Either put in <br> or post as Plain Old Text (in the Options button below the text-entry box) and you'll make it a lot easier for people to read.

U2 (1)

Anonymous Coward | more than 2 years ago | (#38851515)

Must not confuse Lockheed U-2 with the band from Dublin, Ireland.

Nice to see that the United States is still using some of its older aircraft. I thought I saw one in a museum once. U2 is a nice plane.

Re:U2 (1)

QQBoss (2527196) | more than 2 years ago | (#38851767)

There is a beat up hunk of a U-2 sitting in the Beijing Military Museum (well worth the visit for military buffs, and free as an added bonus). Seems they shot one down many years ago. I don't think it was one that belonged to the USA, though, but probably instead was one flown with an ROC flag (the USA transferred 10 or so U-2s to Taiwan many years back). I wasn't able to make out the markings, though... it was really beat up and displayed where you couldn't get a good look at it from the side.

Hard to Believe (3, Funny)

NicknamesAreStupid (1040118) | more than 2 years ago | (#38851517)

Wow, I thought the SR-71 replaced the U-2 decades ago; and the SR-71 has been retired for years. Why can't the government just use Google Earth, Maps, etc? It would be a kudo for the 'do no evil' company. Serge could hire Bono to declare, "U-2 replaced by YouTube."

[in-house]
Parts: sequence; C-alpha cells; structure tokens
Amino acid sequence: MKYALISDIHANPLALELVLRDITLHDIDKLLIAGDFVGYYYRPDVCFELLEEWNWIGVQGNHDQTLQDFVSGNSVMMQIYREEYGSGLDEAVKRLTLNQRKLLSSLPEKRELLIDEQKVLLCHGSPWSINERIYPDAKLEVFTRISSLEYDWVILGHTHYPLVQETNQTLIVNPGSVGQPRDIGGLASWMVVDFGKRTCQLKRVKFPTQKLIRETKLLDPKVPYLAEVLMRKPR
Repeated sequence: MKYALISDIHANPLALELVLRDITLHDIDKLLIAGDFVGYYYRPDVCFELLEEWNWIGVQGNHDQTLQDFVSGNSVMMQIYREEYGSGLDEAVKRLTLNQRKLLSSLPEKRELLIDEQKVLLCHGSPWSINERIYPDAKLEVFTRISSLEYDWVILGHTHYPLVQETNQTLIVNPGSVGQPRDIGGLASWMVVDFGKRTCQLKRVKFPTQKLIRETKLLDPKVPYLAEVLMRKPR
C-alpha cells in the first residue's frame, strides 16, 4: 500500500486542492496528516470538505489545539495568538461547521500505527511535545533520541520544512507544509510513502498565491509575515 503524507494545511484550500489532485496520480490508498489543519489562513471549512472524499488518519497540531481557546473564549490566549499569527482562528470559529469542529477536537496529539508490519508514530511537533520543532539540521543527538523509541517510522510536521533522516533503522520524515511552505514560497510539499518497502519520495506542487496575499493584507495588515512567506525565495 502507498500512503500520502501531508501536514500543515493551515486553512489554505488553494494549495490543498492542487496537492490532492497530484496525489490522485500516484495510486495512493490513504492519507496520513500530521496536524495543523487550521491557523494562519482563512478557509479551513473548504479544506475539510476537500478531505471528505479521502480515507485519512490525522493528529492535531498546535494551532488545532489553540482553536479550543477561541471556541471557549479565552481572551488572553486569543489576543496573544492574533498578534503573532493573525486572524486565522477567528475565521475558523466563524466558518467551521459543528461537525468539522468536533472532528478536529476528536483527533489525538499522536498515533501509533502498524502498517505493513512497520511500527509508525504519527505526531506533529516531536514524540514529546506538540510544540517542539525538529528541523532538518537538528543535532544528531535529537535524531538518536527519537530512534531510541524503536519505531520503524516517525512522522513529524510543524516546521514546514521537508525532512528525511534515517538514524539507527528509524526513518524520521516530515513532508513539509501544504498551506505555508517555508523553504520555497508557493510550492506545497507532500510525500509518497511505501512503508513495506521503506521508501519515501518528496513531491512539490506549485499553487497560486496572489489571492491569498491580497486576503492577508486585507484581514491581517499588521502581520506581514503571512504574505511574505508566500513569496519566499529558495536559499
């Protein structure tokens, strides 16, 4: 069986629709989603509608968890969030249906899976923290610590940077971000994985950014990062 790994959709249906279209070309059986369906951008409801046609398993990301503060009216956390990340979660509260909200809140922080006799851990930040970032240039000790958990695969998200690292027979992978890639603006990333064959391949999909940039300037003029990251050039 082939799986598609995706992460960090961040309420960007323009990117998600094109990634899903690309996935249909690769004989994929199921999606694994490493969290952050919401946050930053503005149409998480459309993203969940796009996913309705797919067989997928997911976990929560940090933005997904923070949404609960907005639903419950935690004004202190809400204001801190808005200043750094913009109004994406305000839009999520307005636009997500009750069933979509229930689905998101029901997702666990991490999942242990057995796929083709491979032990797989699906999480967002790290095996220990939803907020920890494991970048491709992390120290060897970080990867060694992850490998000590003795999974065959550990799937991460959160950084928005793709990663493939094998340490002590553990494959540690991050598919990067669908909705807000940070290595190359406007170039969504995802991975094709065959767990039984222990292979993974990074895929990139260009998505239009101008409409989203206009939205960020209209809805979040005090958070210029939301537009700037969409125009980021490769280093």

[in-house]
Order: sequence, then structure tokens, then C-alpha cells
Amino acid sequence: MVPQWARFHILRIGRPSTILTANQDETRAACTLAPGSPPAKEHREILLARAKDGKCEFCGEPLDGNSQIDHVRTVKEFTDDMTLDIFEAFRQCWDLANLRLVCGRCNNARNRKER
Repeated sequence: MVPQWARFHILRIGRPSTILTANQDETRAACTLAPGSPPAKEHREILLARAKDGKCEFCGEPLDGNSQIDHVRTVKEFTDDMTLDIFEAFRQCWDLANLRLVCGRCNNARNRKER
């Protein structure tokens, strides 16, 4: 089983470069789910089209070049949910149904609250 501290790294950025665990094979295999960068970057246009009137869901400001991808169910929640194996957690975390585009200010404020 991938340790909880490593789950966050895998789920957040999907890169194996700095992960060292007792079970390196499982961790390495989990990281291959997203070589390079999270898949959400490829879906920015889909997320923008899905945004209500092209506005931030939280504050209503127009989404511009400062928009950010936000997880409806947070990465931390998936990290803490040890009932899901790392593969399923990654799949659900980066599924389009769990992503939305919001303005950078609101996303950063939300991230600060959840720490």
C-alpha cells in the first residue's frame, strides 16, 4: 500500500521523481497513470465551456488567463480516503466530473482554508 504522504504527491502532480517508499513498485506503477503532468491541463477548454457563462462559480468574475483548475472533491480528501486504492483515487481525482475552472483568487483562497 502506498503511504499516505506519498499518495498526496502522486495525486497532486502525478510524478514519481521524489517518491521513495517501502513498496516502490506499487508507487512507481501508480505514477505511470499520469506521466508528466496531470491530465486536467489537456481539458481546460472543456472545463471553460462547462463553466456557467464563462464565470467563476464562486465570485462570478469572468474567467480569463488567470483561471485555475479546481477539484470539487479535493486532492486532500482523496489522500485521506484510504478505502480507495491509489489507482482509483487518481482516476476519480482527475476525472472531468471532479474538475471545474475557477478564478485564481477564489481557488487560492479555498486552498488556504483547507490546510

Why not google Earth? (5, Insightful)

tlambert (566799) | more than 2 years ago | (#38851529)

latency.

-- Terry

Re:Why not google Earth? (2)

TheCouchPotatoFamine (628797) | more than 2 years ago | (#38851585)

The whooshing sound you heard was /not/ a U-2 flying overhead...

Re:Why not google Earth? (1)

ColdWetDog (752185) | more than 2 years ago | (#38851613)

No, latency is a good answer. At the rate that Google is going, it will only be a few years before they can slurp as much data from the world as the NSA, CIA and the various other three letter agencies. And the analysts will get relevant advertisements as a bonus.

Just hang on a bit, it's not the the international situation will be a whole lot different. In the wise words of Tom Robbins [amazon.com] , it is 'desperate, as usual'.

Re:Why not google Earth? (1)

TheCouchPotatoFamine (628797) | more than 2 years ago | (#38851807)

respect, if only for mentioning 'ol Tom. Almost every GF I've had seems like a character from his books.. that out of the way, i imagine the google results are delayed on purpose... of course, "google ogle" will probably be a product for the analysts shortly..